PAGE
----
Ambient analysis by thermal desorption atmospheric pressure photoionization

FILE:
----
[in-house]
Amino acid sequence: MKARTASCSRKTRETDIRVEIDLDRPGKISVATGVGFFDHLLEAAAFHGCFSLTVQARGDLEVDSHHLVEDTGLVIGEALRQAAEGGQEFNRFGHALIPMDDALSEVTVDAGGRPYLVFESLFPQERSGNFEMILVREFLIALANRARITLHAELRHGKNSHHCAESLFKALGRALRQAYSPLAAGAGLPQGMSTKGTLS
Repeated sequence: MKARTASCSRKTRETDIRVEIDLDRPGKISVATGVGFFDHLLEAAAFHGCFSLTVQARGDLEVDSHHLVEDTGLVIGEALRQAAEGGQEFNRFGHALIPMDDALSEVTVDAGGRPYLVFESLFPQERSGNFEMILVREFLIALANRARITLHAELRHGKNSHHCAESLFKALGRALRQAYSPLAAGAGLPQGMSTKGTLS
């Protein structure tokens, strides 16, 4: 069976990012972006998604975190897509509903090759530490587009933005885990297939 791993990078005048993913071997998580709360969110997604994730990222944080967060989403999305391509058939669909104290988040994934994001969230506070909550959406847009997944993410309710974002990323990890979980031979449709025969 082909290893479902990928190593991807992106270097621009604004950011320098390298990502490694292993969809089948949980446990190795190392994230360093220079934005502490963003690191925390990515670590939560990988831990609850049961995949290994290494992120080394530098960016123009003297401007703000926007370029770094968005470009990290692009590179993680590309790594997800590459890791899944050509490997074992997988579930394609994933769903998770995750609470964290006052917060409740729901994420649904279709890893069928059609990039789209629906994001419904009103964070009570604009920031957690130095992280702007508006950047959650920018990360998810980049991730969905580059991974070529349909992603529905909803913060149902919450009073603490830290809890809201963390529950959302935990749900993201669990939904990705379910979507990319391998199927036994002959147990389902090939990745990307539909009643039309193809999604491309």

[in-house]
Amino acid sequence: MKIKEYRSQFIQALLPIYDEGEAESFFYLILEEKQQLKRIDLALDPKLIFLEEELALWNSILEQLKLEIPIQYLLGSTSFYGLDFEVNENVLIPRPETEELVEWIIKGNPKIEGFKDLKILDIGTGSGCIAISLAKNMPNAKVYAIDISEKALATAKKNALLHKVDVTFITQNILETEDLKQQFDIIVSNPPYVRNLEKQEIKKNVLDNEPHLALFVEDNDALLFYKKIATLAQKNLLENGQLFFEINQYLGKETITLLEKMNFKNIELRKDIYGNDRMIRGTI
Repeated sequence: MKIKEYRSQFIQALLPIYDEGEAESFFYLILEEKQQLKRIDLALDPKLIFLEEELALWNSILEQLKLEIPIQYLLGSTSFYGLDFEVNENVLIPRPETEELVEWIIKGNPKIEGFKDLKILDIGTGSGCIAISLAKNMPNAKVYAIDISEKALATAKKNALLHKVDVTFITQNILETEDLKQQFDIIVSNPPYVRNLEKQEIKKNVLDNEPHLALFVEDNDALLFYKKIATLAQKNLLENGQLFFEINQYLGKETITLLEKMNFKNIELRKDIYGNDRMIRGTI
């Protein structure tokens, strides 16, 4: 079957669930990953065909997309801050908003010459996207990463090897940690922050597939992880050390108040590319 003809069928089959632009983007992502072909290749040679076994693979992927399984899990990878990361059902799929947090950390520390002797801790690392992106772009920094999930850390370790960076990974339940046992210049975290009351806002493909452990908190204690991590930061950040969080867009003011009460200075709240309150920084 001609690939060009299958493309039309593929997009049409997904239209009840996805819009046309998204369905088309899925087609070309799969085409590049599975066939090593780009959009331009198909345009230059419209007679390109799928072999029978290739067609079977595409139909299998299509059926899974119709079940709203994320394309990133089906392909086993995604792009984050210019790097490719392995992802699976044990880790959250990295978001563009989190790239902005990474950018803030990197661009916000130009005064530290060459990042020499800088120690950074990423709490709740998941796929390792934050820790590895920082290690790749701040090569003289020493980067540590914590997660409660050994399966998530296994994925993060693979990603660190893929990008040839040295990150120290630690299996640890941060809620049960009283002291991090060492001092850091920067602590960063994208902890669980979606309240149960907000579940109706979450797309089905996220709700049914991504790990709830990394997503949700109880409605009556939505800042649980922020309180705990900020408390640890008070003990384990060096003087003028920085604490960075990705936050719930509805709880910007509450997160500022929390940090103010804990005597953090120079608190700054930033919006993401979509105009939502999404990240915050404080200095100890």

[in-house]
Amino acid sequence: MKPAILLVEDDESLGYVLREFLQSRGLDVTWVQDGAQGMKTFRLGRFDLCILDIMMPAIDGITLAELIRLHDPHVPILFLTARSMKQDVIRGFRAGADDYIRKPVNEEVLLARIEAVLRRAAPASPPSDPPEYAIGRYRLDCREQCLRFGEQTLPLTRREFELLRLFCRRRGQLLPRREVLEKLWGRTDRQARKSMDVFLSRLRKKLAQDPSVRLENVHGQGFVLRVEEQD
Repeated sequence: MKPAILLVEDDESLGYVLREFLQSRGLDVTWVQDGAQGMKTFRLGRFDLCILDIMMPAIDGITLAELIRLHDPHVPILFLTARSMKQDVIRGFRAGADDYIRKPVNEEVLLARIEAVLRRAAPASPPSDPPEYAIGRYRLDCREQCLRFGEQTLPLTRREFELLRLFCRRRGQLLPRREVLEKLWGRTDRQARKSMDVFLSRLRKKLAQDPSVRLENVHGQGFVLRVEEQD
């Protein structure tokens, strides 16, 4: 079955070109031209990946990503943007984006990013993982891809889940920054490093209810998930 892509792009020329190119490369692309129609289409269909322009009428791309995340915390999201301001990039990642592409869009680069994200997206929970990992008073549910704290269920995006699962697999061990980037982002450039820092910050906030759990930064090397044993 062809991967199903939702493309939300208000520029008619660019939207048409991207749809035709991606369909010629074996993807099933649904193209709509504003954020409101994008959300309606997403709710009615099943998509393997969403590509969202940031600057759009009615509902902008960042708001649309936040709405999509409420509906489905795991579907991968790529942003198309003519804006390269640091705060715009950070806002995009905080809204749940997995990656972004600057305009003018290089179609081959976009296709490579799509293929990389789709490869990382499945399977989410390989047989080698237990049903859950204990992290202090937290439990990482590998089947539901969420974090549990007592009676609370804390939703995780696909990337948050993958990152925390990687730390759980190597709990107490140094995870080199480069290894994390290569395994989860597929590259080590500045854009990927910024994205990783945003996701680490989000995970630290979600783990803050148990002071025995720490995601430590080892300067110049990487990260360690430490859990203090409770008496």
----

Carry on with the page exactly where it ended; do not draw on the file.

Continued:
Ambient mass spectrometry has attracted substantial attention in recent years. Among ambient ionization methods, thermal desorption ionization stands out because of two attributes: (1) simplicity, rendering the technique suitable for in-field applications, and (2) ability to couple with a variety of gas-phase ionization methods thereby broadening the range of molecules that can be analyzed with this method. Here, we report on improving the performance of a direct analysis in real time (DART) source by implementing atmospheric pressure photoionization (APPI) downstream of the desorption region. At identical desorption and ion sampling conditions, APPI leads to detection of radical molecular ions from non-polar compounds that are absent from the spectra generated by DART alone. Moreover, a factor of 3–5 improvement in sensitivity is observed using APPI for positive ions commonly detected by DART and DART-APPI. Using helium and nitrogen as desorption gases, APPI shows identical performance regardless of desorption gas type. In contrast, a dramatic decrease in sensitivity is observed for DART operated with nitrogen compared to DART with helium. Comparable performance for DART and DART-APPI are observed in negative ion mode, although both show a drastic improvement in the absence of the Vapur interface. This interface creates a differentially pumped chamber prior to inlet of the mass spectrometer and reduces the mass spectrometer gas load when helium is used as desorption gas.
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